The Oscar-winning actress has filmed a one-hour special, aptly titled Judi Dench: My Passion For Trees, which documents a year-long journey through the seasons and the effect each has on her own secret six-acre forest at her home in Surrey.
Her mission: To transform a BBC One audience’s vision and, with the expertise of Tony Kirkham (head of the arboretum at Royal Botanical Gardens Kew), understand her woodland’s vital role.
“Ever since I was a very small girl, I was irrationally upset about seeing lorries with trees cut down on them,” the 83-year-old said at a recent London screening. “My parents used to make remarks about it, but it’s always upset me. And the sound of trees being cut down is something that I’ve not ever been able to quite tolerate. I don’t like it at all.”
A self-confessed nemophilist (“one who is fond of the forest”), the Yorkshire-born actress went on to share her passion with her late husband, actor Michael Williams, and for the past seven years has continued to care for her grove with her close companion, wildlife enthusiast David Mills.
One of her favourite pastimes has long been planting saplings for loved ones who have died.
“It’s about remembering, for me. Something that is living, that goes on,” she tells film-makers, having planted trees for fellow thespians including Natasha Richardson, Alan Rickman, Robert Hardy and, of course, her beloved Michael.
“So you don’t just remember loved ones and stop, you remember them and it gets more wonderful.”
It makes it ever more special for Dench , then, that among her many discoveries is one that states that the very foundation of trees — their roots — make up an intricate underground network of fungi that connects many trees in a forest together.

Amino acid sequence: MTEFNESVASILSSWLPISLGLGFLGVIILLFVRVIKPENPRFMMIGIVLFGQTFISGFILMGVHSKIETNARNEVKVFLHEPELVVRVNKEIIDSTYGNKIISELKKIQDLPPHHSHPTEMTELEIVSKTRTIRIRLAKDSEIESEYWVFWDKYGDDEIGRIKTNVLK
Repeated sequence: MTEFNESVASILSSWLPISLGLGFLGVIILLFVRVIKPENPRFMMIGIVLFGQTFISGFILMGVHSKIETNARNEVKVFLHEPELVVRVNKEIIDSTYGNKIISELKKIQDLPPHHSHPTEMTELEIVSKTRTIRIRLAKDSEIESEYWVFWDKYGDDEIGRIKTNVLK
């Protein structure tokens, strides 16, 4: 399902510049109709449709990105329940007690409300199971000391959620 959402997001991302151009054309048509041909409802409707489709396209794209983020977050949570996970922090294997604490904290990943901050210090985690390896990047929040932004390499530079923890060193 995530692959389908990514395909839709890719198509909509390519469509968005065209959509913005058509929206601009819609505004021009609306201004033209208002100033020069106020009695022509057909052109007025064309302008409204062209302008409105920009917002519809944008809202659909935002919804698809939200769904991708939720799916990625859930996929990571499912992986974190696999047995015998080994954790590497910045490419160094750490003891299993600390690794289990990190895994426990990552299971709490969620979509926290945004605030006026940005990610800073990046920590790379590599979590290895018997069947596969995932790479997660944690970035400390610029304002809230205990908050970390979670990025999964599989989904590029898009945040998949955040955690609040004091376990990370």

“When I planted trees in memory of my friends, I always hoped they’d be part of a community - that they would be communicating with each other,” she tells viewers, having been told the threads are dubbed the “wood-wide web”.
Today, wrapped up in a coat and oversized scarf, she struggles to contain her delight.
“It’s so reassuring to find out that’s true!” she reiterates, beaming from ear to ear. “My trees are part of an extended family. I love the feeling of that. It’s kind of like an ideal society — nobody says, ‘Oh no, we don’t go to that tree’. Nobody says, ‘That tree is different, we’re not going to visit that one’. That was wonderful.”
In the show, the latest scientific techniques and equipment also helped her find out how effective trees are as carbon-capture machines, She used a device to listen to the sound trees make just behind the bark, and was stunned by a 3D fly-through of her garden, including her 200-year-old oak tree.
And, all the while, a sprinkling of seasonal Shakespearean sonnets were thrown in for good — dramatic — measure.
“That’s another passion,” she says of the playwright, having starred in more than 30 of his plays in her 60-year career. “My very first passion, really. Trees are a close second.
“Trees are spoken about so much too, in Shakespeare. There’s so many books that have been written about nature and about Shakespeare.”
Perhaps an antidote to an increasingly turbulent world, then?
“I think it’s terrific that anyone can learn about it and for people who don’t have any interest in it, maybe it will give them — especially young people, children — an interest in trees.”
“This kind of journey was wonderful, because there were lots and lots of things that I learned for the first time,” she concludes.
Can the actress — who has been critical of the movie industry’s discrimination against “older actresses” — see a career change on the horizon, then?
“I shall give up acting and lecture on trees quite soon, I expect,” jokes the former Bond star. “My life now is just trees. Trees and Champagne.”
- Judi Dench: My Passion For Trees airs on BBC One on December 20